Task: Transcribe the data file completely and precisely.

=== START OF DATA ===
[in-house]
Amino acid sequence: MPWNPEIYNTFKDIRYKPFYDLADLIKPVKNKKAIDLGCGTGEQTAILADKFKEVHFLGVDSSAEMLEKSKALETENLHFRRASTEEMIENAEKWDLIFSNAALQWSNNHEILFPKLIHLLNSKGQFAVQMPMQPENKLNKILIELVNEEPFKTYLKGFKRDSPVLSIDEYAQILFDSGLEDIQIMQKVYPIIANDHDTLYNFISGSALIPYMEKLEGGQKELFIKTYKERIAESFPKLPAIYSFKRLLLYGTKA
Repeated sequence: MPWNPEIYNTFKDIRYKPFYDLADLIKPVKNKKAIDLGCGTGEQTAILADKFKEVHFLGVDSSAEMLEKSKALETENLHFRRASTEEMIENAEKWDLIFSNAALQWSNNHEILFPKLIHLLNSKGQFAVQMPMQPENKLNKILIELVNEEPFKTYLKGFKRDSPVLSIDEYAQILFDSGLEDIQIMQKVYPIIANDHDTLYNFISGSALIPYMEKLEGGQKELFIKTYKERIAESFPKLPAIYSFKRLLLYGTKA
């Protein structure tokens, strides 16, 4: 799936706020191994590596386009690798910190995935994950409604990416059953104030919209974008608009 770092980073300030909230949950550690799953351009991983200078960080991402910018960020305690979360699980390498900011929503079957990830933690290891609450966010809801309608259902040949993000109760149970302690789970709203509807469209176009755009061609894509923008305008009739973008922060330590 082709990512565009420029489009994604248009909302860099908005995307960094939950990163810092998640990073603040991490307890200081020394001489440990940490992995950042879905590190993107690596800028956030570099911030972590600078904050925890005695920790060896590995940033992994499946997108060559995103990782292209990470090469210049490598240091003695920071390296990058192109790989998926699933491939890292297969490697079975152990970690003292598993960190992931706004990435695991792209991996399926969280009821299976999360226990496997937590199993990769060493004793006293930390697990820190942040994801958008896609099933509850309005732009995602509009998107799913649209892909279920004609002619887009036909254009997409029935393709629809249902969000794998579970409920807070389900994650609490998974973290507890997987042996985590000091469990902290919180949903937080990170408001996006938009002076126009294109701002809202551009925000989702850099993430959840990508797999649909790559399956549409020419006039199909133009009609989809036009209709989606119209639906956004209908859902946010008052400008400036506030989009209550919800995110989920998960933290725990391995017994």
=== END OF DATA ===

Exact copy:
[in-house]
Amino acid sequence: MPWNPEIYNTFKDIRYKPFYDLADLIKPVKNKKAIDLGCGTGEQTAILADKFKEVHFLGVDSSAEMLEKSKALETENLHFRRASTEEMIENAEKWDLIFSNAALQWSNNHEILFPKLIHLLNSKGQFAVQMPMQPENKLNKILIELVNEEPFKTYLKGFKRDSPVLSIDEYAQILFDSGLEDIQIMQKVYPIIANDHDTLYNFISGSALIPYMEKLEGGQKELFIKTYKERIAESFPKLPAIYSFKRLLLYGTKA
Repeated sequence: MPWNPEIYNTFKDIRYKPFYDLADLIKPVKNKKAIDLGCGTGEQTAILADKFKEVHFLGVDSSAEMLEKSKALETENLHFRRASTEEMIENAEKWDLIFSNAALQWSNNHEILFPKLIHLLNSKGQFAVQMPMQPENKLNKILIELVNEEPFKTYLKGFKRDSPVLSIDEYAQILFDSGLEDIQIMQKVYPIIANDHDTLYNFISGSALIPYMEKLEGGQKELFIKTYKERIAESFPKLPAIYSFKRLLLYGTKA
């Protein structure tokens, strides 16, 4: 799936706020191994590596386009690798910190995935994950409604990416059953104030919209974008608009 770092980073300030909230949950550690799953351009991983200078960080991402910018960020305690979360699980390498900011929503079957990830933690290891609450966010809801309608259902040949993000109760149970302690789970709203509807469209176009755009061609894509923008305008009739973008922060330590 082709990512565009420029489009994604248009909302860099908005995307960094939950990163810092998640990073603040991490307890200081020394001489440990940490992995950042879905590190993107690596800028956030570099911030972590600078904050925890005695920790060896590995940033992994499946997108060559995103990782292209990470090469210049490598240091003695920071390296990058192109790989998926699933491939890292297969490697079975152990970690003292598993960190992931706004990435695991792209991996399926969280009821299976999360226990496997937590199993990769060493004793006293930390697990820190942040994801958008896609099933509850309005732009995602509009998107799913649209892909279920004609002619887009036909254009997409029935393709629809249902969000794998579970409920807070389900994650609490998974973290507890997987042996985590000091469990902290919180949903937080990170408001996006938009002076126009294109701002809202551009925000989702850099993430959840990508797999649909790559399956549409020419006039199909133009009609989809036009209709989606119209639906956004209908859902946010008052400008400036506030989009209550919800995110989920998960933290725990391995017994």